"I don't believe," said Daniel, as he filled again, and made signs to pass the beverage around,—" I don't believe but there'll be a change this evening; and that before it's long."

     "I see no signs of any sich thing," contradicted the vanithee," although she did not look up from her wheel to notice if appearances would bear her out.

     "By dad, cousin Debby, it'll be fine, as yuu say."

     "Why, then, where was your eyes, Tony Ferret?" now looking around her.—Even when her husband had made his remark, she was pretty well convinced that his usual observation must be correct, although she unconsciously yielded to the habit of contradiction which had of late so much grown upon her, and which, on the present occasion, was peculiarly brought into play by a recollection of the melancholy fact that, two years before, upon the sudden change of a fine day into a tempestuous night, she had lost her son Phelim, in consequence of the unmanageableness of his horse, terrified at the storm, and partly, perhaps, in consequence of the inability of the rider to guide him—he had remained rather late at a fair.—"Where was the sighth o' your eyes, Tony Ferret, when you said the words afther me, like one o' them birds wid the crooked bills I seen in Limerick town, that talks, talks, widout knowin' what they're sayin'?— Didn't you see the black clouds rubbin' themsefs to the top o' Keeper-hill, when you spoke so foolish?"—

     "By dad, I didn't mind to look, when I tought you looked yoursef, Debby."

     "Och, it's always bather-shinn* wid you, Tony, supposin' a body war to say the pigs abroad spoke in the Latin; an' you haven't as much as the Sense o' them poor cratures, so you haven't—see how they can tell the storm is comin'; bringin' the wisps to their beds to keep themsefs snug from it."

     "It's a thing putty sarten," put in Peery, "if Misther Tony only got lave, he'd have the wind to blow, an' the clouds to thravel, any way that 'ud be most plaisin' to the company.

     "Hee, hee, an' so I would, by dad," answered Tony, taking this witticism for the highest compliment, as it represented him in the very light in which he was anxious to appear.

     But Peery found himself again unlucky. There was a deeper frown from the dame, as much as to say, "Here is too much foolery for a son-in-law;" and the reference to Peggy's brow was no whit more hopeful; she did not relish his making a butt of her harmless though silly cousin; so he again hung his head; but even the consciousness that he was acting impoliticly could not quite keep him down as the dialogue went on.

     "Talkin' o' de weader cumin' to a change," resumed Tony, "puts me in mind of a story 'ill make ye all bust your sides laughin'."

     "Murther, Misther Tony, don't tell it so very comical entirely," requested Peery, winking on Daniel Nowlan, as it was well known that Tony often told stories promising they should be very droll, but which the sequel proved to be dull enough. In fact, Tony regarded it as part of his profession occasionally to be prepared with "a story" for his good entertainers, and so picked one up whenever he could; but, forgetting or not comprehending the aim of any thing he heard, he retailed his anecdotes without connexion or point, and his own solitary laugh was always the exclusive reward of his laudable attempts.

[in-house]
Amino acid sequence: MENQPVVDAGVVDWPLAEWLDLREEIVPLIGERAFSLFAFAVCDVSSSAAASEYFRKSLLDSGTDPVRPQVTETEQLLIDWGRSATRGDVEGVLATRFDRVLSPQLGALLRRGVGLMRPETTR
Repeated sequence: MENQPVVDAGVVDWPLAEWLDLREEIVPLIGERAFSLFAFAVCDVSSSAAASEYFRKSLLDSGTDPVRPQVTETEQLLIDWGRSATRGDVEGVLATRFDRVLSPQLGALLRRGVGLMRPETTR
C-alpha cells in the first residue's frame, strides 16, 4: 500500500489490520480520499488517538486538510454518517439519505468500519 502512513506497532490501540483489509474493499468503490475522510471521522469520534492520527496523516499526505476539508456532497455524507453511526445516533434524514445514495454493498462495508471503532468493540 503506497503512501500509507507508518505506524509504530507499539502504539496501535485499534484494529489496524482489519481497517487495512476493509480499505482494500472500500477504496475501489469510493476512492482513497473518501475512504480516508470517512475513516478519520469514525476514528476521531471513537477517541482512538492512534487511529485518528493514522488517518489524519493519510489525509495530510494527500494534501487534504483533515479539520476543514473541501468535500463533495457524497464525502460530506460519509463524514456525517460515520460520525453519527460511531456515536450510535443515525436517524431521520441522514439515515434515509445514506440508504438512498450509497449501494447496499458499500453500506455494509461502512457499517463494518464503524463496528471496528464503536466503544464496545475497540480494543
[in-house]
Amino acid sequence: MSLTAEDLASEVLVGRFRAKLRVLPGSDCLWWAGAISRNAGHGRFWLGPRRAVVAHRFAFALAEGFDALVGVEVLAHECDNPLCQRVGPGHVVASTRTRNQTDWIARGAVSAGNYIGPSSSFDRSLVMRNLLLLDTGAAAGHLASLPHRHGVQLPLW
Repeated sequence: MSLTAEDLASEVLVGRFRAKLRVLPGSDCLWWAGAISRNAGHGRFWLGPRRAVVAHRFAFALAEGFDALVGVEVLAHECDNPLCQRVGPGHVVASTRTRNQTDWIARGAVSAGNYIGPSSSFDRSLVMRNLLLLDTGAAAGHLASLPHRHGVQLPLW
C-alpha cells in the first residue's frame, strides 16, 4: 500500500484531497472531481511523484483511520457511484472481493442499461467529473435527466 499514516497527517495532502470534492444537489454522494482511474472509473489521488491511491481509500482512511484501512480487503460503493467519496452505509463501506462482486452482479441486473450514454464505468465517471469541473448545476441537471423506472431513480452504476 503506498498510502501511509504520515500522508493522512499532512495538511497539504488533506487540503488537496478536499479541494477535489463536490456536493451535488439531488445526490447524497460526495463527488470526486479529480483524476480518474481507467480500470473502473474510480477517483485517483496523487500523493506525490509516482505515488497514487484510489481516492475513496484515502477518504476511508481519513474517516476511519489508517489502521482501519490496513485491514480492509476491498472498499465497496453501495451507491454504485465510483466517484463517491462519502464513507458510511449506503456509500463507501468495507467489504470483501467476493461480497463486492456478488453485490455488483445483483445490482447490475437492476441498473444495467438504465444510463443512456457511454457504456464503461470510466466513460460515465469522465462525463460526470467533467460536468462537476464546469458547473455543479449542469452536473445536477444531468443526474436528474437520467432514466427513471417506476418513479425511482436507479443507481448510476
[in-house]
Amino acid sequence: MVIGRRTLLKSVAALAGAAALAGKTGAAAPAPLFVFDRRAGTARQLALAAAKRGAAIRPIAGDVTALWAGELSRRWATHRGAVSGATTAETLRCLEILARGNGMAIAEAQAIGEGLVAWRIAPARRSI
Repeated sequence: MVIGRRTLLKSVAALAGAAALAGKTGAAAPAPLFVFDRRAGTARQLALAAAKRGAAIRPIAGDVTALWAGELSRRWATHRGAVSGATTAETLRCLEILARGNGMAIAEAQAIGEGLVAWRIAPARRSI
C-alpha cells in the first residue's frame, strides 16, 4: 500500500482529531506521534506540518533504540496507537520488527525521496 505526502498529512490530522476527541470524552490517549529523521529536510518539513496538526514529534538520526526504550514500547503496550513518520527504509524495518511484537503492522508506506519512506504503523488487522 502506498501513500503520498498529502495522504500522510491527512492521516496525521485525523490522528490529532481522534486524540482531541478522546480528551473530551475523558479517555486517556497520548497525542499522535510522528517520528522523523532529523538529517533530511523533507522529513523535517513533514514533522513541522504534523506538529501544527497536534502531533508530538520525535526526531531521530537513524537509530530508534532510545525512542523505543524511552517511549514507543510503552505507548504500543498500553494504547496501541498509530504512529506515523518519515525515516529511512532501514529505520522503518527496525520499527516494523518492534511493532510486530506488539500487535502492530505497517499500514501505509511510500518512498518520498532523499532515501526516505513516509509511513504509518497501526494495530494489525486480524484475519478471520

"Dr change o' de weader put de story in my head, as I said afore. It was of a night dat bad weader drove a gentleman into a public house by de road-side, an' he came ridin' upon a horse."

     "Are you cock-sure o' the horse?" asked Peery.

     "Why den, by dad, I'm not positive sure; but it's to he supposed 'twas a horse or a mare, any how. Well, where was I?"

     "Where the gentleman rode up to the public house—on the back of a horse," answered Peery, with emphasis, winking again.

     "Hah!" said Murrough. Daniel gave his ready laugh. Even the dame vouchsafed a sour smile, but qualified it by adding—"Peery, you're an ownshuck."

     "Whatsomever is most plaisin,' a-vanithee, as Misther Tony 'ud say.

     Tony went on. When de gentleman cum in, he called to de son o' de landlord, who was an innocent, or foolish, as dey say—"

     "Hah," interrupted Murrough, speaking on to the amazement of all— "like enough, jist sich a one as Peery Conolly, Tony."

     "By dad, de very ditto," laughed Tony; and there was a general laugh, in which Peggy and the vanithee joined. Peery was not discomfited.

     "I'm behouldin' to you, Murrough Nowlan," he said; "an' when Tony Ferrit goes tellin' a story again, let him have your helpin' hand: an' then ye'll be two heads together; but not the two that's betther than one, I'm thinkin', but the two worser nor e'er a one at all."

     There was another laugh and a pause fur the rejoinder; but Murrough missed fire; or, more properly speaking, he was not charged with any thing else; and so Tony continued.

     "An de gentleman called for de innocent boy, an' 'John,' says he, 'give my horse someting to ate:'—John came back to him in a little time, an' 'He won't ate it, Sir,' says he.—'What?' de gentleman asked of him.—'De griddle, sir,' says John.—'Oh, John, give him someting else.'—John came again. 'He won't ate it now either, sir.'—'What did you give him now, John?' 'De hatchet, sir.'—'Give him some oats, John,' says de gentleman at last—Hee, hee, wasn't dat very droll? hee, hee:"—and for this badly—recollected old story, which, its real point forgotten, Peery knew was to be found in his well-thumbed jest-book, Tony had, as usual, all the laugh to himself.